Windows does not seem to have a future in the smartphone market, as the vast majority of consumers opt for either Android or iPhone. It is a sad state of affairs, but there is little that Microsoft and its partners can do now to turn things around. Judging by the software giant's most-recent press events, it seems that it has stopped trying to compete.
And this is reflected in the latest quarterly figures from Strategy Analytics. The report, which analyzes smartphone shipments in Q3 2016, puts Windows under the "Others" category, a place reserved for the least-popular platforms that only a handful of consumers are invested in.
"BlackBerry and Microsoft Windows Phone have all but disappeared due to strategic shifts, while Tizen and other emerging platforms softened as a result of limited product portfolios and modest developer support", says Strategy Analytics executive director Neil Mawston.
Now, what did Windows have to do to get into the "Others" category? Well, it's simple. Its shipments are not considered large enough for it to be listed individually. The bar is not all that high even, as platforms other than Android and iOS have seen combined shipments of just 0.3 percent last quarter.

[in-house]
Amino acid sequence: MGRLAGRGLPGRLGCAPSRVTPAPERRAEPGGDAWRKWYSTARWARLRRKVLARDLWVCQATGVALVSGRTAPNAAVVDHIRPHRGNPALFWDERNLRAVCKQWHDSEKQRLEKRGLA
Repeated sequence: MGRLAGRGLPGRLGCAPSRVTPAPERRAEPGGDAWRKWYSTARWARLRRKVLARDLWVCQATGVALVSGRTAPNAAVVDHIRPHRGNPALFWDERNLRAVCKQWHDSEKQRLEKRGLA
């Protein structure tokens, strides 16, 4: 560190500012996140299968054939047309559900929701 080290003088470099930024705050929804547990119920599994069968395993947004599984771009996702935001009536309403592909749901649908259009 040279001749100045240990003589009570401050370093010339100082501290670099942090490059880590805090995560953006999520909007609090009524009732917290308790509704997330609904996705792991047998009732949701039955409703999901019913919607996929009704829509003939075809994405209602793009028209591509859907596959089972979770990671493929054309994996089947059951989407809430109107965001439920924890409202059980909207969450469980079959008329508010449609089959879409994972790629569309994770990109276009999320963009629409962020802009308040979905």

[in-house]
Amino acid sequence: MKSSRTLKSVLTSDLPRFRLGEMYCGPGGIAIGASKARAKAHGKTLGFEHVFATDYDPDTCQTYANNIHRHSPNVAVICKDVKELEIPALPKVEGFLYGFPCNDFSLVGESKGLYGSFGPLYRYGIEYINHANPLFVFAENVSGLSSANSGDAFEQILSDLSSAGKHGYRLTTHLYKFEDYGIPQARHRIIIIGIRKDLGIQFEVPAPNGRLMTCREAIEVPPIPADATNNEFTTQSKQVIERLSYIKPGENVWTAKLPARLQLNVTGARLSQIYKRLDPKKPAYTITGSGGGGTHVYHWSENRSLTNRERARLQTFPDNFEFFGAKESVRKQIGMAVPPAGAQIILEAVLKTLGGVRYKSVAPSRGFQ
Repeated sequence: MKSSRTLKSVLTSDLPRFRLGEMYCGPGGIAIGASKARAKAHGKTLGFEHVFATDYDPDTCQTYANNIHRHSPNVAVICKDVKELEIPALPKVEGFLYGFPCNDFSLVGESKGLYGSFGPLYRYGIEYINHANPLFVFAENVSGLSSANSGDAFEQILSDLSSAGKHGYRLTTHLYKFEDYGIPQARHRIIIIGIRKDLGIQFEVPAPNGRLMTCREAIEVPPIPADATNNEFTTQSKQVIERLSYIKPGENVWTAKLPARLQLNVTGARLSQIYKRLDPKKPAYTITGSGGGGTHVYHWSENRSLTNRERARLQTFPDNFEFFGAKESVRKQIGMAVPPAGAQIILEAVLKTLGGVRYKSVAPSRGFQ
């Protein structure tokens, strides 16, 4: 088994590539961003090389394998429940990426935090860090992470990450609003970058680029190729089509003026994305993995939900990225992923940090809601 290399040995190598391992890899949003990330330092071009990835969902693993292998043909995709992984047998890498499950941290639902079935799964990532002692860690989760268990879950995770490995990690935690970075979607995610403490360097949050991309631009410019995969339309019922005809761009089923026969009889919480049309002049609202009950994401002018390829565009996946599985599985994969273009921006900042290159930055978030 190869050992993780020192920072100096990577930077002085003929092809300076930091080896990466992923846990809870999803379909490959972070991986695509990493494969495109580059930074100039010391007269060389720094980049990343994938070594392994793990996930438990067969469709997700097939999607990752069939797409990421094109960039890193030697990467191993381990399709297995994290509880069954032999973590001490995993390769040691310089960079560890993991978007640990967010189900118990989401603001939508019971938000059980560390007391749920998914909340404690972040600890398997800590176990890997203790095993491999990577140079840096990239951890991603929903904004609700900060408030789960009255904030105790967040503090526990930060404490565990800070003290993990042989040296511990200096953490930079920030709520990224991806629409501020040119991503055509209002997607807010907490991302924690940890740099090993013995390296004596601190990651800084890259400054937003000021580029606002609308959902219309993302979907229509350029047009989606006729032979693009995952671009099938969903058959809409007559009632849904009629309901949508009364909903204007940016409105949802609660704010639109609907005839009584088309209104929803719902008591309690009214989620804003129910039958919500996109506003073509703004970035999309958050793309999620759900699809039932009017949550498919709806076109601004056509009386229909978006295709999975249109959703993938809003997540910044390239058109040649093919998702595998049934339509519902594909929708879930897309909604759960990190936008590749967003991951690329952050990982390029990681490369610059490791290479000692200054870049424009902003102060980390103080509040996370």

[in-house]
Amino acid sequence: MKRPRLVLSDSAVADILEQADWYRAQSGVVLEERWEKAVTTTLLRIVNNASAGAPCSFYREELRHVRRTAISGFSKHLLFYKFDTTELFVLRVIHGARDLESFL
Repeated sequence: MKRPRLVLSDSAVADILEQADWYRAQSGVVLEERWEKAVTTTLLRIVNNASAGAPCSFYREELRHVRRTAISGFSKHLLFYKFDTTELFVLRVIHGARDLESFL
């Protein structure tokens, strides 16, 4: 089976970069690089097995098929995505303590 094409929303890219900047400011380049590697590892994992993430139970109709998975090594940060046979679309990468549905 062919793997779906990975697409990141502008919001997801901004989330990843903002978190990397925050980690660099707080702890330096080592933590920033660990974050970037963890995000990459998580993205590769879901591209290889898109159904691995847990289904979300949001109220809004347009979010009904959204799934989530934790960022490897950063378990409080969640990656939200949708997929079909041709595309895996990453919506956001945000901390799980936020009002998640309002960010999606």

Out of the 375.4 million smartphones shipped in Q3 2016 only 1.3 million are counted under "Others". Android shipments reached 328.6 million units, giving it a market share of 87.5 percent, while Apple shipped 45.5 million iPhones, for a market share of 12.1 percent.
Smartphone shipments rose by six percent year-over-year, from 354.2 million units in Q3 2015. Android shipments increased by 10.3 percent, up from 298 million units, while iPhone shipments are 5.2 percent lower, decreasing from 48 million units. This has had an effect on market share.
Android's market share increased from 84.1 percent in Q3 2015 while the iPhone's market share took a hit from the 13.6 percent claimed a year prior. And so did the "Others", which posted shipments of 8.2 million units in Q3 2015 and had a market share of 2.3 percent.
"Android’s leadership of the global smartphone market looks unassailable at the moment. Its low-cost services and user-friendly software remain attractive to hardware makers, operators and consumers worldwide", says Strategy Analytics director Woody Oh. "However, several challenges remain for Google. The Android platform is getting overcrowded with hundreds of manufacturers, few Android device vendors make profits, and Google’s new Pixel range is attacking its own hardware partners that made Android popular in the first place".
Put differently, nearly nine in 10 smartphones that shipped in Q3 2016 run Android. Meanwhile, the iPhone proved to be a tougher sell for consumers. However, we will have to see how the market evolves this quarter, when Apple's smartphones have traditionally been much stronger.